Google, the tech
giant owned and operated by Alphabet Inc, disabled its Google Maps feature in
Ukraine temporarily on Sunday for the safety of local communities, the company
confirmed, reports Reuters. Google Maps is an online mapping platform that lets
users view streets and traffic conditions. The temporary suspension of Google
Maps comes at a time when the platform was finding immense use in tracking the
war in Ukraine.

The Washington
Post recently reported how a California-based international relations professor
used traffic from Belgorod in Russia to let his team know that Russian troops
were moving
into Ukraine – by spotting an unlikely traffic jam. This happened
hours before Russian President Vladimir Putin announced a “special military
operation” in Ukraine.

Google primarily
disabled live traffic tracking after a consultation with Ukrainian authorities.
Some features, however, remained available, Axios reported quoting Google.

Ukrainians are changing road signs in order to confuse Russian troops coming
in. Citizens were asked to change the road signs by the authority that
overlooks Ukraine’s road transport system, Ukravtodor. Ukravtodor said, “The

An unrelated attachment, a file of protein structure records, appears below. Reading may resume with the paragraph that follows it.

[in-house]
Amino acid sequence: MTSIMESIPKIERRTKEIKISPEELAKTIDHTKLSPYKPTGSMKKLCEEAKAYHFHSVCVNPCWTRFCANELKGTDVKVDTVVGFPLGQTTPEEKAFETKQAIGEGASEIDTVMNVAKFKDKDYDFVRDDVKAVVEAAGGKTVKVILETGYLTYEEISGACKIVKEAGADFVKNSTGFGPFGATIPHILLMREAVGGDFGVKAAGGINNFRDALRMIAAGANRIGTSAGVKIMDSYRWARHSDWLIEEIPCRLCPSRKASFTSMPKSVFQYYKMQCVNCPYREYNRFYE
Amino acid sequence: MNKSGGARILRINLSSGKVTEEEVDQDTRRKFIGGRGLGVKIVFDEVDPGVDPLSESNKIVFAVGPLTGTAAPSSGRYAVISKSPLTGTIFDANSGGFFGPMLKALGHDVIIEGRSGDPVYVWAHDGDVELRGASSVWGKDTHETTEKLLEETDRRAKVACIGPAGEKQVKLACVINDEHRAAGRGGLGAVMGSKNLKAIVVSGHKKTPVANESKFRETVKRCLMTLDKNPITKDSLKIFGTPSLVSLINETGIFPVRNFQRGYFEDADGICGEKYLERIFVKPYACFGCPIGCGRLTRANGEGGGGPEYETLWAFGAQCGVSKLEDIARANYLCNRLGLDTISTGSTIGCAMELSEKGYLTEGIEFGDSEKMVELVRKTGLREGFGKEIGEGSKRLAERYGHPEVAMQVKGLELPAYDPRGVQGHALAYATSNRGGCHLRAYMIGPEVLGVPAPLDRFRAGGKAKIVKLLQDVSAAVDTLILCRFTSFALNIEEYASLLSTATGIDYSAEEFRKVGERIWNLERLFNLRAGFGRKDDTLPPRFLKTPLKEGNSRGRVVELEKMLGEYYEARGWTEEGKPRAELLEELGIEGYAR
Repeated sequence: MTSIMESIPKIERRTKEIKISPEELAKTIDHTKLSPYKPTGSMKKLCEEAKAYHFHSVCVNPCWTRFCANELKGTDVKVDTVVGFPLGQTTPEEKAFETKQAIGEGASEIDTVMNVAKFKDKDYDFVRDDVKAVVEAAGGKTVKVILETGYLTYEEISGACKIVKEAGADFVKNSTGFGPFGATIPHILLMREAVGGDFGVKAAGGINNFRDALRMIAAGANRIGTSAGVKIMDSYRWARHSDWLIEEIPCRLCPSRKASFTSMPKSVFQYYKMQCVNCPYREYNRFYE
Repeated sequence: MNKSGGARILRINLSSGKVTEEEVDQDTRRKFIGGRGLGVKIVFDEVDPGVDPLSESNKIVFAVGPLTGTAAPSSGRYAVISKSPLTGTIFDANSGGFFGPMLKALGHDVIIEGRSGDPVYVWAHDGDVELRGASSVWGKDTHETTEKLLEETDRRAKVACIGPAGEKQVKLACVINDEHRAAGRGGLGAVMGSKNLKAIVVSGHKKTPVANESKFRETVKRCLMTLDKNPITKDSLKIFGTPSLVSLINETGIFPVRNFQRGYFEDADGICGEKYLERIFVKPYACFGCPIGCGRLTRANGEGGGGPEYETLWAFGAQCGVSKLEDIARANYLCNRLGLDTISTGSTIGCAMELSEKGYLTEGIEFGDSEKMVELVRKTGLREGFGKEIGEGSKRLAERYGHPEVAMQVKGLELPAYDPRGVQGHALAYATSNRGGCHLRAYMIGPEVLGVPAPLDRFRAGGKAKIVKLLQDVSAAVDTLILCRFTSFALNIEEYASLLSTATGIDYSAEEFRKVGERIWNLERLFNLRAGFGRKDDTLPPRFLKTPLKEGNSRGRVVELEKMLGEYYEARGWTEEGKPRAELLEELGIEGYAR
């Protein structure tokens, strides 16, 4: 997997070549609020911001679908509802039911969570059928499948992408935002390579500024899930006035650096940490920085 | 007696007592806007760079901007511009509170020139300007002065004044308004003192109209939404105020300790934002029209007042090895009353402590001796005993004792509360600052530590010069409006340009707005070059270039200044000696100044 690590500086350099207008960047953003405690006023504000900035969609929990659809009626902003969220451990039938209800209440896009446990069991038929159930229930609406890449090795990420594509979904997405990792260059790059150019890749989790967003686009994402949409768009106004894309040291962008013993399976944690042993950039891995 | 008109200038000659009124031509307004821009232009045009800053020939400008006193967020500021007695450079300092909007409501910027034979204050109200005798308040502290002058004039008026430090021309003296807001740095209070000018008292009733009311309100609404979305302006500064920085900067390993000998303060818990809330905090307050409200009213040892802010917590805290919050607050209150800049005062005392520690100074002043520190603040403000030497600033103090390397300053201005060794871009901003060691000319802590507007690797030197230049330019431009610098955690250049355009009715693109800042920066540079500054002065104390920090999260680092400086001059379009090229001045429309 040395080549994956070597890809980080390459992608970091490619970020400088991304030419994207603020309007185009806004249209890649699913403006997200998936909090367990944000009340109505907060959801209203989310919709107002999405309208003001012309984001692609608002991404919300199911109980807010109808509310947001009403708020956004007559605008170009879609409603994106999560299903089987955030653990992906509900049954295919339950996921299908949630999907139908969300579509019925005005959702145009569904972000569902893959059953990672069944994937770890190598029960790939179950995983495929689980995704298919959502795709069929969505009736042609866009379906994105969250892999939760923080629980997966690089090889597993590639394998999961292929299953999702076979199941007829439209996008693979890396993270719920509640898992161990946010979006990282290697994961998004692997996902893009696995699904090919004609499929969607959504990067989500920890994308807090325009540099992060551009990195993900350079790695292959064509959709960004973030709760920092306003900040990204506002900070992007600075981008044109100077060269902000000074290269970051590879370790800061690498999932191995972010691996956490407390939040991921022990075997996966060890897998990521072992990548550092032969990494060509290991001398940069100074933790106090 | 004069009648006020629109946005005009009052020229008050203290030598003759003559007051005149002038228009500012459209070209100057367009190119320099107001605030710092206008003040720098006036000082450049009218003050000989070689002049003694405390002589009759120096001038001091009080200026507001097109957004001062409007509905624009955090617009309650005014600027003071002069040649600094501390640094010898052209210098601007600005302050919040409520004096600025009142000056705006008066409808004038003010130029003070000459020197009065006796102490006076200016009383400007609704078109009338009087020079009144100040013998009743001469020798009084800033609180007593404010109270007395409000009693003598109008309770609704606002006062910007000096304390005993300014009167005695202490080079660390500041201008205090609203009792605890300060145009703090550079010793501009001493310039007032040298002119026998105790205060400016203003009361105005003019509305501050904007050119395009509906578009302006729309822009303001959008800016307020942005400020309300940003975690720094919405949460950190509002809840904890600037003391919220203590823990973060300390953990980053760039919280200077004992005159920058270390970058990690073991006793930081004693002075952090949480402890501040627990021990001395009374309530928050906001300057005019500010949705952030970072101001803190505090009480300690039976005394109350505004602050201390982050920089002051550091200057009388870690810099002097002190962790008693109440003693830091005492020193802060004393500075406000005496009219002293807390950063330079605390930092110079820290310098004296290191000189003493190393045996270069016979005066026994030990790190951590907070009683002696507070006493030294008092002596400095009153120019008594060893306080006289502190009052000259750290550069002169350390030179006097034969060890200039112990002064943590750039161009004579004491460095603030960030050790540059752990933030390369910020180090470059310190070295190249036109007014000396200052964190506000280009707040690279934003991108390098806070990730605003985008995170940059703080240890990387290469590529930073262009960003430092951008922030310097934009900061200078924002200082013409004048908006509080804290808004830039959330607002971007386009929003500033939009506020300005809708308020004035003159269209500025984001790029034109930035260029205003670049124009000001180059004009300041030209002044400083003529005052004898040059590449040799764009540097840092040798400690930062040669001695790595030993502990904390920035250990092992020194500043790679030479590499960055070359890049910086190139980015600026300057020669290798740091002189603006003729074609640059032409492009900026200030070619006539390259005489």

enemy has poor communications, they cannot navigate the terrain.” “Let us help
them get straight to hell.”

The Ukrainians
have put up stiff resistance to Russian aggression. Thousands of citizens,
including politicians and celebrities have joined the war effort. Talking about
the resistance put up by Ukraine, the country’s defence minister said Sunday, “Where
are all those who promised to capture Kyiv in two hours? Where they at. I can’t
see them…the darkness will retreat. The dawn is near.”

Ukraine President
Volodymyr Zelensky said Sunday that the next 24 hours. He was speaking to UK
Prime Minister Boris Johnson. Johnson told Zelensky that the UK and other
Western nations will do everything in their power to send weapons and other aid
to Ukraine.